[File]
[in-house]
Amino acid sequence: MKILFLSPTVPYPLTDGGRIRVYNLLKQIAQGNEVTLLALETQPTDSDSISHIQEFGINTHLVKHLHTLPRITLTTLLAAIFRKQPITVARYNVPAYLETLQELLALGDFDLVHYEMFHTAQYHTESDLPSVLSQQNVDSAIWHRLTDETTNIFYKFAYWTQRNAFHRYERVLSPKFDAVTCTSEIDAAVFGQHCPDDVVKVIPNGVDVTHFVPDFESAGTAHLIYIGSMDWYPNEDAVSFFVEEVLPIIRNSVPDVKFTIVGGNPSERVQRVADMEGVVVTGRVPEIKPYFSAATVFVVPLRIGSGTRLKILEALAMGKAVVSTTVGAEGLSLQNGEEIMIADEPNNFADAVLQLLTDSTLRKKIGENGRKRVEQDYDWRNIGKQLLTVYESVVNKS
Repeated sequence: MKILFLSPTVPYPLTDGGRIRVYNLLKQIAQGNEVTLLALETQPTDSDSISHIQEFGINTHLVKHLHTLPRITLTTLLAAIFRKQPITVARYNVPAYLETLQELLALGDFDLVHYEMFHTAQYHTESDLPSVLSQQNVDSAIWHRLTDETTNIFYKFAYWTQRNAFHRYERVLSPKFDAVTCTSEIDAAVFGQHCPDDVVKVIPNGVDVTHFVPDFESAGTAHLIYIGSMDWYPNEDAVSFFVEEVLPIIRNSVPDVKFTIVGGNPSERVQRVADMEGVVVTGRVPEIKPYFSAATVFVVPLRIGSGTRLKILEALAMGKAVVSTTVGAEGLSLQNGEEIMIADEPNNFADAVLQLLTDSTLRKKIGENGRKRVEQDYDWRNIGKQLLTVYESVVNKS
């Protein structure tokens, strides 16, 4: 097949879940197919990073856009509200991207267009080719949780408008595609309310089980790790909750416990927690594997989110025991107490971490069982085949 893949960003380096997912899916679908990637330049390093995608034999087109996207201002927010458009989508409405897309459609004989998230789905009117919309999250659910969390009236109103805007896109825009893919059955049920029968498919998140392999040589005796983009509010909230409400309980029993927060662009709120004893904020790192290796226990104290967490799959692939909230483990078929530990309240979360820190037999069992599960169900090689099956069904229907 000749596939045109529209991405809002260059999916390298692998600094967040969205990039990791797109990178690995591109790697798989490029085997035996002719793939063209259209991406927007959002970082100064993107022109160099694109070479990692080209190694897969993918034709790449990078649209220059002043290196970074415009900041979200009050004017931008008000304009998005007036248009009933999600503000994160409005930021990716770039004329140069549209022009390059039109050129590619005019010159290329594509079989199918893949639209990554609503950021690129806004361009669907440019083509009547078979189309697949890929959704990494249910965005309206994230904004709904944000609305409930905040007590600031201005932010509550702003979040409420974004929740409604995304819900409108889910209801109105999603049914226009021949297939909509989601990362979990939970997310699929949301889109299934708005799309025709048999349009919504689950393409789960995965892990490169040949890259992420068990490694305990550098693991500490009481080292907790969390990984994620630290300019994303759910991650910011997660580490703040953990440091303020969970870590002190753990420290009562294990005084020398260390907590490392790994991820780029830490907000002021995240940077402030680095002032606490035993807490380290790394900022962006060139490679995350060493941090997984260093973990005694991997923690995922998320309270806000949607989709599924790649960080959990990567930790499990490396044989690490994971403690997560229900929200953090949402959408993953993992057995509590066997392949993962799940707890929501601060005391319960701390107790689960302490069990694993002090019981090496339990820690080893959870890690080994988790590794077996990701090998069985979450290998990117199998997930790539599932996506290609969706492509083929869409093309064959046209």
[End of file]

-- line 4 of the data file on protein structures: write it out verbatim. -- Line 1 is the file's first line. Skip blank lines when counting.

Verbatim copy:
């Protein structure tokens, strides 16, 4: 097949879940197919990073856009509200991207267009080719949780408008595609309310089980790790909750416990927690594997989110025991107490971490069982085949 893949960003380096997912899916679908990637330049390093995608034999087109996207201002927010458009989508409405897309459609004989998230789905009117919309999250659910969390009236109103805007896109825009893919059955049920029968498919998140392999040589005796983009509010909230409400309980029993927060662009709120004893904020790192290796226990104290967490799959692939909230483990078929530990309240979360820190037999069992599960169900090689099956069904229907 000749596939045109529209991405809002260059999916390298692998600094967040969205990039990791797109990178690995591109790697798989490029085997035996002719793939063209259209991406927007959002970082100064993107022109160099694109070479990692080209190694897969993918034709790449990078649209220059002043290196970074415009900041979200009050004017931008008000304009998005007036248009009933999600503000994160409005930021990716770039004329140069549209022009390059039109050129590619005019010159290329594509079989199918893949639209990554609503950021690129806004361009669907440019083509009547078979189309697949890929959704990494249910965005309206994230904004709904944000609305409930905040007590600031201005932010509550702003979040409420974004929740409604995304819900409108889910209801109105999603049914226009021949297939909509989601990362979990939970997310699929949301889109299934708005799309025709048999349009919504689950393409789960995965892990490169040949890259992420068990490694305990550098693991500490009481080292907790969390990984994620630290300019994303759910991650910011997660580490703040953990440091303020969970870590002190753990420290009562294990005084020398260390907590490392790994991820780029830490907000002021995240940077402030680095002032606490035993807490380290790394900022962006060139490679995350060493941090997984260093973990005694991997923690995922998320309270806000949607989709599924790649960080959990990567930790499990490396044989690490994971403690997560229900929200953090949402959408993953993992057995509590066997392949993962799940707890929501601060005391319960701390107790689960302490069990694993002090019981090496339990820690080893959870890690080994988790590794077996990701090998069985979450290998990117199998997930790539599932996506290609969706492509083929869409093309064959046209």